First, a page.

I have an attic space I'd like to make more user friendly. The rafters are original 2x4's, same goes for the purlins, and the kickers.

The span is approx 12 feet. This particular space is over a bedroom and bathroom, it has been used for storage over the years and the underlying floor joists have been fine. No sagging, no cracking of ceiling below.

If I were to sandwich each of the 2x4 rafters with 2x6 rafters, glue and screw, would I add enough strength to do away with the purlin and kickers?

The roof itself is shake over felt. There is no plywood sheathing.

*** editing to add more information:

The attic space is 20 feet wide by 10 deep. The roof pitch is 12-12. The very old 2 by 4 rafters are 24 inches on center. From the point the rafter meets the top plate of the wall to the center on the attic space is 10 feet. I am determining this 10 feet to be the so called rafter span.

Basically a 10 deep by 20 wide box with a 45 degree roof. The floor joists, also 2 by 4's, run parallel to the rafters thus I assume the floor joists are tying in the side walls at the eaves.

As this is not my line of work, I have been using some of the rafter calculators. If I am using the calculators correctly, 2 by 4's should not be used to span 10 feet - more like 6 feet. Thus I assume the original builder bolstered everything with the purlins and the kickers/struts to compensate for the under-sized rafters. After 80 years, the roof looks fine, no sag.

This same calculator reports that a 2 by 6 can span 10 feet 6 inches. Thus I was thinking of sistering not one, but two 2 by 6's - one on each side of the existing 2 by 4 rafter. There are six rafters on each side. Thus when all is said and done I'd have 36 rafters - 18 per side, 3 to a set, 24 inches on center, thickness of each rafter being 2 + 1.5 + 1.5, width being 5.5 inches.

The rafters are 14 feet in length.

For building codes ... this is an old home. Much of the 80 year old home is not code compliant, for example wires are spliced and taped, post/tube wiring, etc. Due to the age and condition of the home it is highly likely a new buyer will raze it, it seems to be the trend nowadays. Out with the old and put up a McMansion.

Regarding consulting outsiders: a carpenter friend suggested collar ties only should do the trick. I did not pursue this. A structural engineer took a look and suggested I beef up the rafters and I'm done. He further mentioned the floor should be OK, if the rooms below have lasted this long with people/furniture as a real world load walking and moving above them, they will be no worse off if I convert the space to something like a half bath. However, because lumber is relatively inexpensive, I'd most likely sister 2 by 6's to the floor joists as well as I think it could only help.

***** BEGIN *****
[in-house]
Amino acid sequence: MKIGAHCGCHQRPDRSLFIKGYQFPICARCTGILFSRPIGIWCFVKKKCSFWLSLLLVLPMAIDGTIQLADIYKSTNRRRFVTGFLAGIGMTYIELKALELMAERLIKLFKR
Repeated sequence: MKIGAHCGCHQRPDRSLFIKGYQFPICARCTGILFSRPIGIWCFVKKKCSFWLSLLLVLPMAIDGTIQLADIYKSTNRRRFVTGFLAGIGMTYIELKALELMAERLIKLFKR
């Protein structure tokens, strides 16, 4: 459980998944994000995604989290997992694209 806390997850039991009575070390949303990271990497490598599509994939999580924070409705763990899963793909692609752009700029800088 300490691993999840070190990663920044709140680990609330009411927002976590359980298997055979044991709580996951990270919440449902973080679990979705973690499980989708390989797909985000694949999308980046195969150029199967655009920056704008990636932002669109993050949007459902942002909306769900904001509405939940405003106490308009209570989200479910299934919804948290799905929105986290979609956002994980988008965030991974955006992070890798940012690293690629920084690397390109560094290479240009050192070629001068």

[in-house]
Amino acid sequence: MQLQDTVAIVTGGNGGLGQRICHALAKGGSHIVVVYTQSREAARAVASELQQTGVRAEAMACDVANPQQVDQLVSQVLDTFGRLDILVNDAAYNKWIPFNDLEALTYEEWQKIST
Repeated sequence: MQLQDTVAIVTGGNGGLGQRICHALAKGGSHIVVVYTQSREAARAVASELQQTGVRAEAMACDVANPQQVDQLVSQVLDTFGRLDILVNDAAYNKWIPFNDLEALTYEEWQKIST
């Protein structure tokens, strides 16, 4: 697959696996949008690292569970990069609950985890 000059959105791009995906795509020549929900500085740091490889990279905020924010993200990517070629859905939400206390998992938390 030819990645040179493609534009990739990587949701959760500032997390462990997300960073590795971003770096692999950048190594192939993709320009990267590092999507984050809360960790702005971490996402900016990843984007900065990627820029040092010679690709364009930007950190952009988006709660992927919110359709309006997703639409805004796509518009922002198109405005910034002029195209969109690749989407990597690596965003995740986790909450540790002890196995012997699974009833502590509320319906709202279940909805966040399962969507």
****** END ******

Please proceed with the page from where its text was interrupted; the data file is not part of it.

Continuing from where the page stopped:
I will not take advice from this forum and start building with abandon, I'm just looking for friendly feedback and additional opinions. I got this idea about 6 months ago, and as you can tell, I haven't gotten very far.

  • Modifying trusses is tricky. The dimensions of the truss are very important. You have a good start with the type of roofing, but at the very least, a sketch showing the dimensions of the trusses will be helpful.
    – hazzey
    Sep 30, 2015 at 1:07
  • 2
    It is possible to make modifications to a roof truss to achieve what you want. But as @hazzey says, it is not always simple. I would encourage you to consult an engineer or qualified builder who can come and look at the roof and recommend how to proceed. I don't think anyone here could give you suitable advice without actually seeing what you are dealing with in person.
    – mg4w
    Sep 30, 2015 at 9:26

2 Answers 2


No, you shouldn't make structural modifications like this without them being approved by a properly licensed and certified structural engineer. Although you didn't say where this is, most likely it is against the law to do so anyway. In most jurisdictions, it will require something like a "building permit" to make modifications like this. This will trigger inspections, which will likely require drawings signed off by the right kind of engineer.


Look at it from a liability point of view.

The roof structure on your building is located above people and the contents of the house. If an unqualified person (non engineer) tinkers with the structural integrity of the roof, he makes himself criminally liable to any accidents involving people or goods.

This means if the roof collapses and someone is seriously injured or even dies, depending on the laws, this might end up in a culpable homicide or manslaughter charge. If nobody is hurt, I am sure that 99% of all insurance companies will investigate why the structure collapsed and then see that it was no engineer. They would be very special if they would then pay out.

If the roof does not collapse, but starts sagging (more likely) you might end up with leaks. Again, the insurance will use any excuse to avoid having to pay out on a claim.

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